You’ve compared the pros and cons of homeschooling, and you’re ready to give it a go. But you just can’t seem to get the doubts and stereotypes out of your head. You may ask yourself questions like, “Am I fit to teach my kids?” or “Will they adjust well to adult life?” Take a deep breath and relax as we dispel some of homeschooling’s most notorious misconceptions:
Myth 1: It’s one or the other. Parents who decide on homeschooling often stress about making a four-year commitment. Where do extracurricular activities fit in? Will my high school curriculum be rigorous enough to prepare my kids for college or employment? There’s no law that binds parents to homeschooling for any set amount of time. You may decide to homeschool for two years, try out traditional schooling for one year, and resume homeschooling the next year. Your state may even allow you to homeschool during one semester and enroll your kids in traditional school the next. Speak to an academic counselor or research the homeschool laws in your state to learn about your options.
Myth 2: My kids will miss many opportunities. There’s a world of advanced courses, volunteer work, internships, and other experiences open to teens. If anything, homeschooling gives kids more freedom to seize these opportunities. While their peers are bound by a daily 7-to-3 routine, homeschooled teens can gain job experience, study abroad, take private lessons, and have more control over their future. Many homeschooled teens enter college with multiple credit hours already completed! They also might be eligible to participate in traditional high school band, choir, sports, and other activities by simply calling local high schools and submitting the proper paperwork.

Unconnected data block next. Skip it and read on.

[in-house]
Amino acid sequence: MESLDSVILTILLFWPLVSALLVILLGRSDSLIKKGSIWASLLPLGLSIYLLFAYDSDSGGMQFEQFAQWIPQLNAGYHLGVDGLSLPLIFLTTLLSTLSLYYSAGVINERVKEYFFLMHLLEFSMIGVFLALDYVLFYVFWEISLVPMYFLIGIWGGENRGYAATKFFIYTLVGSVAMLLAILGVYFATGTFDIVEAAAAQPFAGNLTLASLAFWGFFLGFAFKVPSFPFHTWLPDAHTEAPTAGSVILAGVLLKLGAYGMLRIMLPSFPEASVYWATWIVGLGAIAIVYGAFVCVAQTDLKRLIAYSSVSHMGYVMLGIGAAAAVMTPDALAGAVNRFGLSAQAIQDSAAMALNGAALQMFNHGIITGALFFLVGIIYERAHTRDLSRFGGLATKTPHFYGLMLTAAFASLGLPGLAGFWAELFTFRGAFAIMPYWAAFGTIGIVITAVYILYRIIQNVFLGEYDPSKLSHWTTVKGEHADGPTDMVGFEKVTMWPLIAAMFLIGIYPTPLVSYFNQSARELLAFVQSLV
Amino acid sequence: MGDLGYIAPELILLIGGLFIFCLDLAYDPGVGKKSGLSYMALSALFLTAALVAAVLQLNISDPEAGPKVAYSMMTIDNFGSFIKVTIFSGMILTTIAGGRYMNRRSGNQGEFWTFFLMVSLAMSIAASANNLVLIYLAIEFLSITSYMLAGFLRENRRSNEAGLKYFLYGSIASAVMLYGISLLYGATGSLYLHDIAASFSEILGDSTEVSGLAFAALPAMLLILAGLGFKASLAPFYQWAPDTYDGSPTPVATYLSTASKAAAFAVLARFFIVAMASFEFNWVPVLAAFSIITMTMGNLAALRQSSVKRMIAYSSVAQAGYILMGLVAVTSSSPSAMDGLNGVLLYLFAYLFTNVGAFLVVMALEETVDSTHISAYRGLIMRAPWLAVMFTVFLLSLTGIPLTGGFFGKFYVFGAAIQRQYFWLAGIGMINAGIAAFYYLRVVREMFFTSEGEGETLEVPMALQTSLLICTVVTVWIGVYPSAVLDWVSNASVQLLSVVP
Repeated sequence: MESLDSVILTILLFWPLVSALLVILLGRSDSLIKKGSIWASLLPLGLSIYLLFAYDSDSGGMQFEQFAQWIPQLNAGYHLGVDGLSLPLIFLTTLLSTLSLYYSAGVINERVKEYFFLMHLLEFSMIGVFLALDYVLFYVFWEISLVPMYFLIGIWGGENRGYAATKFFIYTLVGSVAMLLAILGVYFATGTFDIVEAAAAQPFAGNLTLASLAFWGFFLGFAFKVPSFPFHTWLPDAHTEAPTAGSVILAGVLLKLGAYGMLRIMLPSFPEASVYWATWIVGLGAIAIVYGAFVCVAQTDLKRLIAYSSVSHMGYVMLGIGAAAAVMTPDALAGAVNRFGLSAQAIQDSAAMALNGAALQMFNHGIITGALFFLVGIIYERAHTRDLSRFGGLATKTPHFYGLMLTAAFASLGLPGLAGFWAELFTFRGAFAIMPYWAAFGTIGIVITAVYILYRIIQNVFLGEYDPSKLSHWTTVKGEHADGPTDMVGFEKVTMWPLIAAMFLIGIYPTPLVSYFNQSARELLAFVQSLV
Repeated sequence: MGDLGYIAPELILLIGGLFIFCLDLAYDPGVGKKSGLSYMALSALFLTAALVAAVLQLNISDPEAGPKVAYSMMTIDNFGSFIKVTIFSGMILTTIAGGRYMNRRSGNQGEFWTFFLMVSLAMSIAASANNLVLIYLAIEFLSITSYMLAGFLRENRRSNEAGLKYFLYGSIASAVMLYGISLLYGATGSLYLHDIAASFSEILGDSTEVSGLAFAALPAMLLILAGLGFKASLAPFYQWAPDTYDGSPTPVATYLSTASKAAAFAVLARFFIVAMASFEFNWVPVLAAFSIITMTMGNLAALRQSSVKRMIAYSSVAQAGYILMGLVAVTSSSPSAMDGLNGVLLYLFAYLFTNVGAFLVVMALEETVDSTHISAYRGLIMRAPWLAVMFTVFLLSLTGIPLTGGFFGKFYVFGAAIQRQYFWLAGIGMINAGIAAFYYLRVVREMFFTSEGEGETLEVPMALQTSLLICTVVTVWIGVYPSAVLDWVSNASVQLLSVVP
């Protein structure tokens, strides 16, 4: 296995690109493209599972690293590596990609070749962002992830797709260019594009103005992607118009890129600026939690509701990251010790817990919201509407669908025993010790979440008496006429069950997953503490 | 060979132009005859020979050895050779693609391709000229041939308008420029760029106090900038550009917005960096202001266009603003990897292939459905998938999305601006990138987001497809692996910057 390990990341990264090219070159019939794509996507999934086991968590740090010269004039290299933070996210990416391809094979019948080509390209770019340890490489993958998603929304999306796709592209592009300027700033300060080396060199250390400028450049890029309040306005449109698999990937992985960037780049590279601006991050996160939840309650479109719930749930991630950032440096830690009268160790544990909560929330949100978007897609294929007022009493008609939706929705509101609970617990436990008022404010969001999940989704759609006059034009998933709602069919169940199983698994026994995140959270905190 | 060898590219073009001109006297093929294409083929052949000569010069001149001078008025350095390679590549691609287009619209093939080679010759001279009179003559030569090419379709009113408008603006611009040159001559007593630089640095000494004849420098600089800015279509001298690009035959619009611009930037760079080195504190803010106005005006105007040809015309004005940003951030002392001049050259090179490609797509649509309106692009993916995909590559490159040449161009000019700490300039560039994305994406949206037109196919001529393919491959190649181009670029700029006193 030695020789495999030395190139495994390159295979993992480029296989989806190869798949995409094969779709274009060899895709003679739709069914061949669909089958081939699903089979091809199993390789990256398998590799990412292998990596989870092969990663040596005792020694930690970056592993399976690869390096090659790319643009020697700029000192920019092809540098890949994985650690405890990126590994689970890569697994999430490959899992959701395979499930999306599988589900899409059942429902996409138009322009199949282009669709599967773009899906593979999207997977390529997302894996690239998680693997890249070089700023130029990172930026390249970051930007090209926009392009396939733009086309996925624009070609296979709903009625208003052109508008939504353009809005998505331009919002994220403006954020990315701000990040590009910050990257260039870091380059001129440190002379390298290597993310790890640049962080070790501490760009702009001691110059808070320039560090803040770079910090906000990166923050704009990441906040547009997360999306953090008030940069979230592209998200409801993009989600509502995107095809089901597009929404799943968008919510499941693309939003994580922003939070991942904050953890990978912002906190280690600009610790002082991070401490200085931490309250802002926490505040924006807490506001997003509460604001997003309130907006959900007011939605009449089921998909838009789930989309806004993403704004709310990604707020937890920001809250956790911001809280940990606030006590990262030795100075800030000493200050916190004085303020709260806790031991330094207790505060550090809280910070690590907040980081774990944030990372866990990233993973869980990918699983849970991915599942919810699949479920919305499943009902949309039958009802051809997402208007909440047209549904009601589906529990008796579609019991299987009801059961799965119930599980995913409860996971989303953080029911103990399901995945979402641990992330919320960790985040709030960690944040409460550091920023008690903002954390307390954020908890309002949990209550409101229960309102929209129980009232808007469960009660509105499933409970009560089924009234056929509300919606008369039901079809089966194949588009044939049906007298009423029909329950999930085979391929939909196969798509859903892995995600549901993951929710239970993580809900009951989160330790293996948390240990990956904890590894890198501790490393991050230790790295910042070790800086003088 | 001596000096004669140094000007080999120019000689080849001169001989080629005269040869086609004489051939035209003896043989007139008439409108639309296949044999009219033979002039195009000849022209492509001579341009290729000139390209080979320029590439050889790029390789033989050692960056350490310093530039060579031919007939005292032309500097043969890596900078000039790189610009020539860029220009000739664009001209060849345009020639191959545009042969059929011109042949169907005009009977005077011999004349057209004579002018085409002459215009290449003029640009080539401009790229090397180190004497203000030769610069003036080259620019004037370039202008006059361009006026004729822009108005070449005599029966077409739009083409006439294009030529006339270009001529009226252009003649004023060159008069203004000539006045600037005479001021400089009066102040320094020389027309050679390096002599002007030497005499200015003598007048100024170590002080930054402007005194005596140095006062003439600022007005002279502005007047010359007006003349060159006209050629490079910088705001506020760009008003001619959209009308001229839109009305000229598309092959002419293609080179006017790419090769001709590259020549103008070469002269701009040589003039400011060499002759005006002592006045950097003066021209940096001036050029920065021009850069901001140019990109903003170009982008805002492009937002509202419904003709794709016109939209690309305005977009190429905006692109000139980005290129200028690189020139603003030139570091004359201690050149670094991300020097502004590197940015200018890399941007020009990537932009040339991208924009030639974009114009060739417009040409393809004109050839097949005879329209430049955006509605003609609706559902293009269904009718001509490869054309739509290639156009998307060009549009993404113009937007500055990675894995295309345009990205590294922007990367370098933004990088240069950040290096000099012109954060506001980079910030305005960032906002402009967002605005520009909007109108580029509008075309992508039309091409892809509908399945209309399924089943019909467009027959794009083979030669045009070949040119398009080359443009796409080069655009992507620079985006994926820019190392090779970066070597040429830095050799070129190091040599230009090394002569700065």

Myth 3: Parents can’t keep up with high school curriculum. Many parents are comfortable teaching math, science, language, and history through middle school. But the rigor of high school courses such as calculus, physics, and college-level subjects can intimidate even the most motivated. Luckily, you don’t have to brave it alone. Community colleges, tutors, local homeschool groups, and online high school programs can tackle the more complex subjects while you handle only those you feel comfortable with.
Myth 4: My kids won’t have friends. Perhaps the greatest misconception about homeschooling is that kids will become socially isolated. Good news: it’s false. Homeschooling isn’t confined to your home. Your kids can still participate in local school sports and clubs. They can take karate, learn an instrument, join a book club, volunteer with other kids, and build connections with people locally and around the world. Most importantly, they’ll learn how to communicate, interact with, and accept people of all ages, backgrounds, and interests. Don’t be surprised if your kids turn into well-adjusted, charismatic adults! Remember, it’s up to you to provide them with as many venues for socialization as possible.
If you’re ready to learn more about the benefits of homeschooling, there’s no better place than Penn Foster. As one of the largest nationally and regionally accredited private high schools in the United States, we offer all the resources you need to help your child get on the path toward college or a career.